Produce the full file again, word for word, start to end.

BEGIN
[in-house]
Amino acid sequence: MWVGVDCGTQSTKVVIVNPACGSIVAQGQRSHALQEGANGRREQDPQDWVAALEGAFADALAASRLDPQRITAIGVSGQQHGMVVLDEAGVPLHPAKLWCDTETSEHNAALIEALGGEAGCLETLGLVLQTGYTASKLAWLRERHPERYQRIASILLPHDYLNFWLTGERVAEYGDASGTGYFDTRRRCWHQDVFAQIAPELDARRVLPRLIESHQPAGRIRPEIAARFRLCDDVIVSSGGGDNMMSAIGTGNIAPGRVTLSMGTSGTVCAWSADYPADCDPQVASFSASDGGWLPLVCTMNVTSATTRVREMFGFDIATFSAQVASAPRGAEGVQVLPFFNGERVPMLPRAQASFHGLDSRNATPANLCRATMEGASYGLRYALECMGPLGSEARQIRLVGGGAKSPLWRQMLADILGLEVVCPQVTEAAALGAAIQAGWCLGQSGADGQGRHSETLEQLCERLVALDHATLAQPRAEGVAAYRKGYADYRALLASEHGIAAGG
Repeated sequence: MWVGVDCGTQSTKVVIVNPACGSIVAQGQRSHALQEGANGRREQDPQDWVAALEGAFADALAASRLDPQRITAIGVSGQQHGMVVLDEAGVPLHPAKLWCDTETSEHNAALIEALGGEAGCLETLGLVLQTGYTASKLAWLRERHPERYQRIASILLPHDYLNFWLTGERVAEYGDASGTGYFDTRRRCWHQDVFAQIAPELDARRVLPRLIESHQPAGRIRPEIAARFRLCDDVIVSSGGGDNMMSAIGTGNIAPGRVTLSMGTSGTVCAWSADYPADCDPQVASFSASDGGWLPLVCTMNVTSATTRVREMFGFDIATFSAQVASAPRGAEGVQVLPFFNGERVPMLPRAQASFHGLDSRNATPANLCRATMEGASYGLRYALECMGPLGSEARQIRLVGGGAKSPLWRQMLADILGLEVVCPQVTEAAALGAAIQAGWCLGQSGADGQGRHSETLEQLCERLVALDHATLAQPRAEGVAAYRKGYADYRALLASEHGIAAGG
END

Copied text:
[in-house]
Amino acid sequence: MWVGVDCGTQSTKVVIVNPACGSIVAQGQRSHALQEGANGRREQDPQDWVAALEGAFADALAASRLDPQRITAIGVSGQQHGMVVLDEAGVPLHPAKLWCDTETSEHNAALIEALGGEAGCLETLGLVLQTGYTASKLAWLRERHPERYQRIASILLPHDYLNFWLTGERVAEYGDASGTGYFDTRRRCWHQDVFAQIAPELDARRVLPRLIESHQPAGRIRPEIAARFRLCDDVIVSSGGGDNMMSAIGTGNIAPGRVTLSMGTSGTVCAWSADYPADCDPQVASFSASDGGWLPLVCTMNVTSATTRVREMFGFDIATFSAQVASAPRGAEGVQVLPFFNGERVPMLPRAQASFHGLDSRNATPANLCRATMEGASYGLRYALECMGPLGSEARQIRLVGGGAKSPLWRQMLADILGLEVVCPQVTEAAALGAAIQAGWCLGQSGADGQGRHSETLEQLCERLVALDHATLAQPRAEGVAAYRKGYADYRALLASEHGIAAGG
Repeated sequence: MWVGVDCGTQSTKVVIVNPACGSIVAQGQRSHALQEGANGRREQDPQDWVAALEGAFADALAASRLDPQRITAIGVSGQQHGMVVLDEAGVPLHPAKLWCDTETSEHNAALIEALGGEAGCLETLGLVLQTGYTASKLAWLRERHPERYQRIASILLPHDYLNFWLTGERVAEYGDASGTGYFDTRRRCWHQDVFAQIAPELDARRVLPRLIESHQPAGRIRPEIAARFRLCDDVIVSSGGGDNMMSAIGTGNIAPGRVTLSMGTSGTVCAWSADYPADCDPQVASFSASDGGWLPLVCTMNVTSATTRVREMFGFDIATFSAQVASAPRGAEGVQVLPFFNGERVPMLPRAQASFHGLDSRNATPANLCRATMEGASYGLRYALECMGPLGSEARQIRLVGGGAKSPLWRQMLADILGLEVVCPQVTEAAALGAAIQAGWCLGQSGADGQGRHSETLEQLCERLVALDHATLAQPRAEGVAAYRKGYADYRALLASEHGIAAGG